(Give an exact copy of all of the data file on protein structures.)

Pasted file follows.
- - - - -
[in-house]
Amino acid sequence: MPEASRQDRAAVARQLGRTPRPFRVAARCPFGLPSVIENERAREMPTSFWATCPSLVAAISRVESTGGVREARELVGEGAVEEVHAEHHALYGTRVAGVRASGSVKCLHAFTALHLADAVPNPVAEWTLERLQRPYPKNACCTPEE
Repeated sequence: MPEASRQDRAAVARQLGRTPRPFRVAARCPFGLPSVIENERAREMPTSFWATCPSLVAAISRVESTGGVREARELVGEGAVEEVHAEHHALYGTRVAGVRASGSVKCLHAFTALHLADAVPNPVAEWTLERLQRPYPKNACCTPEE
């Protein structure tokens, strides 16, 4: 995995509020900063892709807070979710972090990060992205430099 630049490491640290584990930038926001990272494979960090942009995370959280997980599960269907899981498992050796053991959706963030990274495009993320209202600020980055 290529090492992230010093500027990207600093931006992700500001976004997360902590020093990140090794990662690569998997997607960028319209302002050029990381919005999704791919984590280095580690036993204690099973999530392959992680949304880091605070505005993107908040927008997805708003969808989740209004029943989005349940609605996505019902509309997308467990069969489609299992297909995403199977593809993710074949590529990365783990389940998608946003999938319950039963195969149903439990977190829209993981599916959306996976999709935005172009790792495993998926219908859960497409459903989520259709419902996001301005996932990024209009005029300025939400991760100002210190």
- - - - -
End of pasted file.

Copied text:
[in-house]
Amino acid sequence: MPEASRQDRAAVARQLGRTPRPFRVAARCPFGLPSVIENERAREMPTSFWATCPSLVAAISRVESTGGVREARELVGEGAVEEVHAEHHALYGTRVAGVRASGSVKCLHAFTALHLADAVPNPVAEWTLERLQRPYPKNACCTPEE
Repeated sequence: MPEASRQDRAAVARQLGRTPRPFRVAARCPFGLPSVIENERAREMPTSFWATCPSLVAAISRVESTGGVREARELVGEGAVEEVHAEHHALYGTRVAGVRASGSVKCLHAFTALHLADAVPNPVAEWTLERLQRPYPKNACCTPEE
């Protein structure tokens, strides 16, 4: 995995509020900063892709807070979710972090990060992205430099 630049490491640290584990930038926001990272494979960090942009995370959280997980599960269907899981498992050796053991959706963030990274495009993320209202600020980055 290529090492992230010093500027990207600093931006992700500001976004997360902590020093990140090794990662690569998997997607960028319209302002050029990381919005999704791919984590280095580690036993204690099973999530392959992680949304880091605070505005993107908040927008997805708003969808989740209004029943989005349940609605996505019902509309997308467990069969489609299992297909995403199977593809993710074949590529990365783990389940998608946003999938319950039963195969149903439990977190829209993981599916959306996976999709935005172009790792495993998926219908859960497409459903989520259709419902996001301005996932990024209009005029300025939400991760100002210190």